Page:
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Copper Tip Energy

Banks Shying Away From Fossil Fuels Bolster Private Credit Deals

These translations are done via Google Translate


Private credit managers are doing significantly more fossil-fuel deals now than just a few years ago, as they step into a void left by banks exiting assets they worry pose too big a climate risk.

The value of private credit deals in the oil and gas industry topped $9 billion in the 24 months through 2023, up from $450 million arranged in the preceding two years, according to data provided by Preqin, an analytics company that tracks the alternative investment industry. That’s based on the limited pool of deals reported publicly or disclosed directly to Preqin.

The figures offer the clearest signal yet that fossil-fuel exclusion policies among banks — driven by regulatory and reputational concerns — are shifting some oil, gas and coal assets to less transparent corners of the market. It’s a trend that investors say is only going to increase in the coming years.

The expectation is that some banks “will just exit” the loans market for coal, oil and even gas, said Ryan Dunfield, chief executive officer of SAF Group, one of the largest alternative lenders in Canada’s energy sector.

The shift is particularly pronounced among banks based in Europe, where climate regulations are stricter than in other jurisdictions. Lenders stepping up restrictions on fossil-fuel loans include BNP Paribas SA and ING Group NV. The trend is hardest felt by less diversified mid-sized companies with weaker environmental, social and governance policies, according to Dunfield.

European banks that used to be involved in financing oil and gas in SAF’s home market of Canada “have backed out over the past five years,” Dunfield said. Combined with a partial retreat by some US banks, the development has left a financing gap, he said.

Canada is “a very progressive country,” but “a big part of our GDP comes from energy,” Dunfield said. As a result, the “economic engine conflicts with public policy in that sense.”

For companies shifting from banks to private credit, the cost can be considerable. Sydney-based Whitehaven Coal Ltd., whose recent efforts to secure a $1.1 billion loan attracted 17 private credit lenders and just one bank, is paying 650 basis points, or 6.5 percentage points, over the so-called secured overnight financing rate, Bloomberg News reported last week.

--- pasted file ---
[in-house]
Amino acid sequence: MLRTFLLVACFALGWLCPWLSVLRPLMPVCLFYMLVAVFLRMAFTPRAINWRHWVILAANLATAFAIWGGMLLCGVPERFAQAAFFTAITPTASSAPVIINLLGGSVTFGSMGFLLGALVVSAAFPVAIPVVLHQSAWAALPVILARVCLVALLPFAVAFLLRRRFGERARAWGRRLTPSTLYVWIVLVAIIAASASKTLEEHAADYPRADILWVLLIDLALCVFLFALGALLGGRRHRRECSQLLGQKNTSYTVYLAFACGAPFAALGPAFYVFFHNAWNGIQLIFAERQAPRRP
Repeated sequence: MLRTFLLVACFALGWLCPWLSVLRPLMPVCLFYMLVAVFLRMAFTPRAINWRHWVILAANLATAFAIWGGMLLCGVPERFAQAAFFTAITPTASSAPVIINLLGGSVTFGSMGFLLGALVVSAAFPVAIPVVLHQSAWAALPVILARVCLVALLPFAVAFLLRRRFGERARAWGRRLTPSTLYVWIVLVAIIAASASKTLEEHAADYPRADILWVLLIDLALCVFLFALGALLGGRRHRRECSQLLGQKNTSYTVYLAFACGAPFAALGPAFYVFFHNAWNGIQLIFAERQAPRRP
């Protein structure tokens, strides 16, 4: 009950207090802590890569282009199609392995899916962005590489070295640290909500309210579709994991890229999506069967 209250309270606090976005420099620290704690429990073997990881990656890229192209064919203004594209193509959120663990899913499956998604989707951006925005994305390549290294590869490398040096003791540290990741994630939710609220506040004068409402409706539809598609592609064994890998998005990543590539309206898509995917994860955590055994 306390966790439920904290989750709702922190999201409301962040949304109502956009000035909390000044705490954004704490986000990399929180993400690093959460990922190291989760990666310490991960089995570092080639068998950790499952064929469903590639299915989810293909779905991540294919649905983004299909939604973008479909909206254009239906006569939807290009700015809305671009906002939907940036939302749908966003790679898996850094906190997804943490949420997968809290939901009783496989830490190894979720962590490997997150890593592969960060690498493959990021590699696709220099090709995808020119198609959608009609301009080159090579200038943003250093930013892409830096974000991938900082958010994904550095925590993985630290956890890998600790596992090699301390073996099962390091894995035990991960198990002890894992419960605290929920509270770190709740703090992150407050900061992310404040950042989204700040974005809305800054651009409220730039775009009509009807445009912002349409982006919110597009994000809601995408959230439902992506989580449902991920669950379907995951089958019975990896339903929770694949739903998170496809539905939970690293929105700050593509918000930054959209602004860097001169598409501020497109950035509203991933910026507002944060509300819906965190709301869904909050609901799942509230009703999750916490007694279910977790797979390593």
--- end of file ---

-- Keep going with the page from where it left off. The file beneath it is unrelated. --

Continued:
The wider development has meaningful implications for everything from credit risk to climate change. From a climate perspective, the riskiest assets are becoming harder to track because their owners aren’t subject to the same disclosure requirements as banks. From a credit perspective, it’s not clear how tougher climate regulations will affect the valuations of high-carbon assets in the years ahead.

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Some banks are looking into models that might allow them to shoehorn high-carbon assets into their ESG strategies. HSBC Holdings Plc and Standard Chartered Plc are among lenders currently exploring so-called transition credits. Such financial instruments would be issued by the owners of coal plants to generate the funds needed to cover the cost of closing down operations early.

Fossil Fuel Pullback

Some European banks have scaled back their lending to fossil fuel clients relative to peers.

Source: Bloomberg

Note: Table shows the change in rank of big European banks by amount allocated in fossil fuel loans since 2022.

Other models currently being explored include capital-relief products. Both SAF and Newmarket Capital, a Philadelphia-based alternative asset manager that specializes in structured credit, are pitching so-called emissions-weighted risk transfers to banks. These would see banks packaging and offloading the emissions associated with their loans to third-party investors who aren’t subject to the same climate regulations or scrutiny.

However, such examples of financial engineering have already drawn skepticism from climate activists, who warn they’d do little to actually cut greenhouse gas emissions. Others drew parallels to the kinds of products that are now associated with financial meltdowns.

“Surely the world has learned something” from the global financial crisis of 2008, Simone Utermarck, senior director of sustainable finance at the International Capital Market Association, said in a post on Linkedin.

In the meantime, private credit investors are positioning for more banks to back away from high-carbon clients. A few years ago, SAF launched a C$750 million direct-lending fund for energy companies in Canada. It now has about C$2 billion in capital allocated to the sector, with loan commitments typically ranging from C$20 million to C$250 million for maturities ranging from two to five years.

“We come in and provide incremental capital,” Dunfield said. If banks drop out of group-lending vehicles, SAF can “come in and plug a hole.”

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